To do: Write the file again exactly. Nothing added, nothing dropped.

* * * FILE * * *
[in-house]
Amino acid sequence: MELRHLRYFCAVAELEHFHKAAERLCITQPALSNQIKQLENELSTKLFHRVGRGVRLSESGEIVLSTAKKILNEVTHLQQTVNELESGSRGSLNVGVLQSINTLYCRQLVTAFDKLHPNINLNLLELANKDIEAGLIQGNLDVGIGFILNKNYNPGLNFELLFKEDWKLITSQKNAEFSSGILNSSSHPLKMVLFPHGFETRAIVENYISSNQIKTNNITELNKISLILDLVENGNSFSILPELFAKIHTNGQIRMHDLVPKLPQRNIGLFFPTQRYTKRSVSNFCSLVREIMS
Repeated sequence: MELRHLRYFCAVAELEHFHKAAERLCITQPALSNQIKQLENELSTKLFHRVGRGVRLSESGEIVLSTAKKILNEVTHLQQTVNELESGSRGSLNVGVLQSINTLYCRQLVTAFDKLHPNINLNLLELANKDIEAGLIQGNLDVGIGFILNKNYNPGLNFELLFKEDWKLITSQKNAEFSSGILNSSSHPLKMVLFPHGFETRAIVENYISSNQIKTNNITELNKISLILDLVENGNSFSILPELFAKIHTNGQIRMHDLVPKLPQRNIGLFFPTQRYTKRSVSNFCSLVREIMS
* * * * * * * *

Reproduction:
[in-house]
Amino acid sequence: MELRHLRYFCAVAELEHFHKAAERLCITQPALSNQIKQLENELSTKLFHRVGRGVRLSESGEIVLSTAKKILNEVTHLQQTVNELESGSRGSLNVGVLQSINTLYCRQLVTAFDKLHPNINLNLLELANKDIEAGLIQGNLDVGIGFILNKNYNPGLNFELLFKEDWKLITSQKNAEFSSGILNSSSHPLKMVLFPHGFETRAIVENYISSNQIKTNNITELNKISLILDLVENGNSFSILPELFAKIHTNGQIRMHDLVPKLPQRNIGLFFPTQRYTKRSVSNFCSLVREIMS
Repeated sequence: MELRHLRYFCAVAELEHFHKAAERLCITQPALSNQIKQLENELSTKLFHRVGRGVRLSESGEIVLSTAKKILNEVTHLQQTVNELESGSRGSLNVGVLQSINTLYCRQLVTAFDKLHPNINLNLLELANKDIEAGLIQGNLDVGIGFILNKNYNPGLNFELLFKEDWKLITSQKNAEFSSGILNSSSHPLKMVLFPHGFETRAIVENYISSNQIKTNNITELNKISLILDLVENGNSFSILPELFAKIHTNGQIRMHDLVPKLPQRNIGLFFPTQRYTKRSVSNFCSLVREIMS